Just when you thought you'd seen it all this season, Mother Nature threw the Toronto Raptors another curveball Sunday night.
Trailing 76-66 to the New York Knicks late in the third quarter, Madison Square Garden sprung a leak forcing an 11:26 rain delay. Out of nowhere, it seemed to breathe some life into Toronto who strung together an 8-0 run to end the quarter. But knowing the way this season has gone for Toronto, it was too good to be true.
After a brief turnaround, Toronto watched a late lead vanished. Even after RJ Barrett nailed a clutch 3-pointer to put the Knicks up four in the final minute, the Raptors still had a chance. Kyle Lowry picked off an errant pass, dished it ahead to Pascal Siakam for a game-tying fast-break chance, but the Raptors' 27-year-old forward couldn't converting the clutch. He got too fancy with the ball and a little indecisiveness buried him as he double dribbled, turning over the ball, and costing the Raptors who fell 102-96.
"I gave it to P in the middle, and we had a 3 on 2. Gary stopped a little higher than P probably wanted him, and Gary wanted to get the quicker shot," Nurse said. "P was about to make a pass, and then he decided to go, and it happens. It's a mistake that happens."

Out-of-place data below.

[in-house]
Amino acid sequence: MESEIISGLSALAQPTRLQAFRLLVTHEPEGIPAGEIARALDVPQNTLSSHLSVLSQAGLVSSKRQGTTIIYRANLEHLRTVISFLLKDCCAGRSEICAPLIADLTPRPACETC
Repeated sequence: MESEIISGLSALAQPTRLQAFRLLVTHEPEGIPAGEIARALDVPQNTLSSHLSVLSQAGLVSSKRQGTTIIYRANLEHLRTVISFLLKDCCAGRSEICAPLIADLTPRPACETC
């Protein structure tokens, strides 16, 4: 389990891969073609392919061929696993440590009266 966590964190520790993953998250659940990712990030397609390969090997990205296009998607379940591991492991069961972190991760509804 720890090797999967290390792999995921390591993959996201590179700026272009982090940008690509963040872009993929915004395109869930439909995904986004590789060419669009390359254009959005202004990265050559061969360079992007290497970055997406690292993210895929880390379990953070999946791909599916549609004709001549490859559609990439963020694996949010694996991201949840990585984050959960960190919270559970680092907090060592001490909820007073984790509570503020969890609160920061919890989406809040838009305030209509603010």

At this point in the season, nothing should be too unexpected. Lowry returned from a six-game absence due to a right foot infection and showed no signs of rust. He came out of the gates to score 14 of his 19 points before the break and half of Toronto's first 28 points.
It wasn't until the second half that Lowry finally started getting some help. Gary Trent Jr. caught fire for 14 points his team-high 23 points in the third quarter alone while Siakam and Chris Boucher began to chip into the Knicks lead. Between some offensive fireworks and stops in Toronto's zone defence, the Raptors built up a four-point lead early in the fourth.
"I thought we changed the rhythm of the game," Nurse said. "I just thought we were kind of really cohesive in it."
After starting the game with DeAndre' Bembry alongside Lowry, Nurse turned to Flynn in the final minutes as Toronto's secondary guard. The 22-year-old rookie hit what appeared to be back-to-back 3-pointers to put the Raptors up four early in the fourth, but his first 3-pointer was subsequently ruled out a costly turnover. It squandered what could have been a very impressive nine-point quarter for Flynn playing crunch time in a crucial game for the Raptors.
"It was super physical, as you can see, it was really, really rough out there and I think that’s good for him to go through," Nurse said of Flynn. "I thought he did good, he made some explosive plays, he made some tough shots, he was guarding. I thought he looked good out there and you’re right, it is valuable for him to get out there and play in a high-level game down the stretch, a physical game."
Even with the loss, the Raptors were helped out by former assistant coach Chris Finch whose Minnesota Timberwolves upset the Chicago Bulls to keep the race for the final play-in spot even. Despite their 21-33 record, Toronto is just two games out of the 10th seed in the Eastern Conference.
Up Next: Atlanta Hawks
The Raptors will head back home to Tampa and play host to the Atlanta Hawks at 7:30 p.m. ET on Tuesday,